Knowth Passage Tomb

Looking up the narrow passage way in Knowth Tumulus

Newgrange Tumulus. No photos were allowed once inside

Being Easter Sunday we were keen to attend church and after a bit of research on the net we found a small independent Reformed Baptist Church that held their services in a College Hall in the morning and in a classroom in the evening.  Whenever we have attended a church in either England or Ireland so far we have found the people to be especially friendly and welcoming, quite happy to talk for ages after the service but unfortunately not one of them have invited us home for a cuppa.  I couldn’t imagine that happening in the Reformed Churches back home.  Surprisingly for us, there was no Easter sermons, in fact the minister explained an entirely new concept to us, that Good Friday should actually been Good Thursday!  He felt that secular society had worked out the dates incorrectly and so they did not celebrate Easter at all.  Other than that though, it is always so good to meet together with God’s people wherever we are.  A real blessing to realise that God has His followers throughout the world.

Irish sense of humour?

That night we chose a large carpark, part of a shopping mall complex, to sleep our first night in Dublin.  We were fast asleep when there was a knock on the door!  This time the security chap told Dennis that he was about to lock the gates and that we needed to leave the site.  He advised us that we should just drive over the road into the McDonald’s carpark and as they didn’t have a gate we should be okay for the rest of the night!  It did seem strange to us as we always check if there are gates before deciding to park there in the first place, but who would argue with him when we had just been woken?  So we did that and had a good sleep.  The following morning we noticed that actually there were no gates at all, he just didn’t want us in his carpark so sent us to the neighbours!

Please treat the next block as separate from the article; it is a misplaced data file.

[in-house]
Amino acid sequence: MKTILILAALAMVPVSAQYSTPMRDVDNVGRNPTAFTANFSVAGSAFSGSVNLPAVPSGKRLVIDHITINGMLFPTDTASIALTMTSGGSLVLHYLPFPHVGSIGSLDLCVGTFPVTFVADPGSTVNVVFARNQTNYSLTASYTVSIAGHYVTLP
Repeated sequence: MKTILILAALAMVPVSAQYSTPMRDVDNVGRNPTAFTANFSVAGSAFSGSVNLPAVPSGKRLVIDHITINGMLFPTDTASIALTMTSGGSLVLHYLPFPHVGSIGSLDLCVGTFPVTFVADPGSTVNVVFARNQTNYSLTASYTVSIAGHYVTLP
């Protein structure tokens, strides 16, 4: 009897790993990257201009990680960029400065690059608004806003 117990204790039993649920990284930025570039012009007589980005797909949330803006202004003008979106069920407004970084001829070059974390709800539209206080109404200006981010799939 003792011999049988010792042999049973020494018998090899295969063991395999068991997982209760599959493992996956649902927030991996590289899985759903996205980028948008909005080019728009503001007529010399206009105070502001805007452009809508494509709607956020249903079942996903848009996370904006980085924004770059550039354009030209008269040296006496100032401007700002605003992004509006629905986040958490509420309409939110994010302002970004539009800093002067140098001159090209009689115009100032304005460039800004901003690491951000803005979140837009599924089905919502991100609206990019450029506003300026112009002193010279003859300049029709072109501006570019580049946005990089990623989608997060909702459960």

There are Roman built bridges all over the UK

So many people had their own wee potato patch, even if they lived in a multi storied dwelling like this family

The following day being Easter Monday, was an auspicious day to visit the graves of the 1916 Rebellion martyrs, behind Arbour Prison.  Interesting to note was that there was one head stone for a John McBride!  In the middle of WWI, while the English were busy elsewhere,  a group of freedom fighters in Dublin decided to take over the city.  As had happened many times before, the English quashed the rebellion in seven days, but not until many were dead and a great proportion of Dublin city had been destroyed.  The English acted swiftly and between the 3rd and 12th of May they had executed 14 men.  This was seen by the general populace as having been done with indecent haste and actually served to turn the public’s attitude to side with the rebels.  They felt the English had been too severe and what with Irish sons fighting and dying on the Allies side in the Great War on the Continent at that very time, this reaction was a step too far.   Eventually, in 1921 six counties joined to become Northern Ireland, still under English rule, and the other 26 counties set up the Irish Free State.

14 fresh lilies for the 96th Anniversary of the Rebellion

Dublin War Museum is huge. Four buildings same height as these two make up the quadrangle!

We also took a four-hour walking tour around Dublin city.  Our guide was so entertaining, she was a secondary school teacher by profession and took tours on the weekend.  She was very knowledgeable and just loved it when she was asked questions!  Later that evening she was taking another walking tour around Dublin but this one was concentrating on the many pubs in the city!  The mother of all pub crawls, she must have listed about 10 pubs and each one had a special offer of 2for1, or when you bought a guiness they added a dram of scotch, etc, etc.  We were amazed how many took up her offer!

When Queen Victoria stayed at the Dublin Castle to save her looking out onto the slums the Irish built this wall to spare her sensiblities

Our animated Tour Guide in Dublin

Wow! A poster advertising Bic Runga’s tour in Dublin. We were so PROUD!